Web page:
Tibial-or-Femur-Osteotomies

Tibial and femur osteotomies, usually of valgization and varization respectively, are surgeries performed to correct lower limb axis deviations, commonly described as bent legs (knees in or out, also called, respectively, as genu valgus or varus).

The occurrence of these deformities lead to changes in the load distribution / “weight” at the knee joint level: internal compartment in the varus knee and external compartment in the valgus knee. This mechanical overload causes cartilage wear, which by definition corresponds to arthrosis associated with ruptured menisci. These tears are the most important and frequent factor in the pain experienced by the patient.

Seeking medical help is usually motivated by the onset of this acute pain, often without a trauma or effort to justify it. The degenerative process of intrarticular structures subjected to excessive mechanical loads facilitates their occurrence.

This surgery is most often indicated in physically active patients with moderate wear of a joint compartment (grade II to III arthrosis) and younger than 65 years.

The surgery consists of 2 surgical gestures: arthroscopic surgery to treat intrarticular lesions (menisci and cartilage) associated with open osteotomy. The latter consists of a planned bone cut of the femur or tibia in the direction of mechanical axis correction. They are performed at the same operative time, under local or regional anesthesia, depending on the decision of the patient and the anesthetist. Before surgery, you will have an Anesthesiology Consultation, for clarification on the anesthetic technique and preparation of the intervention.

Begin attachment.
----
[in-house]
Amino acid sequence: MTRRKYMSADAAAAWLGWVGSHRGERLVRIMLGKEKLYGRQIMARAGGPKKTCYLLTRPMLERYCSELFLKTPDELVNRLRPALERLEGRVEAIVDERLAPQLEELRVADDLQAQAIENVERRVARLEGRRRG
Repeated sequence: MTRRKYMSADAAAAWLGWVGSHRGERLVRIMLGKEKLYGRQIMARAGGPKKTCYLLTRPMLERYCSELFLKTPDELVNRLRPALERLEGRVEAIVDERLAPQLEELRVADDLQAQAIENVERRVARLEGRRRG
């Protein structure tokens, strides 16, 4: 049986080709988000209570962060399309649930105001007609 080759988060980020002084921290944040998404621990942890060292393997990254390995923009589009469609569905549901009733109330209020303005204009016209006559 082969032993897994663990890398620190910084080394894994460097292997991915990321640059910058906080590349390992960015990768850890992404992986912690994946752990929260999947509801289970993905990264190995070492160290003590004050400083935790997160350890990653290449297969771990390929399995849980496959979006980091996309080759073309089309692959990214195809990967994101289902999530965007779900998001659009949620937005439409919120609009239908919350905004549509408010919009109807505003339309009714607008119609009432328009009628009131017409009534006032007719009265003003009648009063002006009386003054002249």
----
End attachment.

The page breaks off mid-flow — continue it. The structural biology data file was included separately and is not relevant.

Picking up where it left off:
The new bone position is maintained by placing fixation material in titanium or steel (usually titanium, allowing nuclear magnetic resonance), which will allow bone consolidation in the desired position. In this postoperative period, lower limb support may be limited or prohibited for reasons inherent to surgery or treatment of associated injuries (menisci or cartilage).

The surgical complications that may occur have a minimal incidence, the most frequent being infection, vascular or nerve damage, loss of reduction in the surgical positioning obtained and non-consolidation of the bone cut.

Once the osteotomy is consolidated, it may be necessary to remove the fixation material when it causes pain and functional limitation due to conflict with the soft tissues due to their anatomical location.

The advantage of this reconstructive surgery over a knee prosthesis is that it allows, if there is no advanced arthrosis already, the practice of impact sports, contraindicated in the prostheses. It can be a surgery of time commitment, lasting 5 to 15 years depending on the wear and tear, allowing a physically active life during those years. The success rate of this procedure is around 75% at 10 years. Performing this surgery does not preclude the possibility of performing a full knee prosthesis in the future.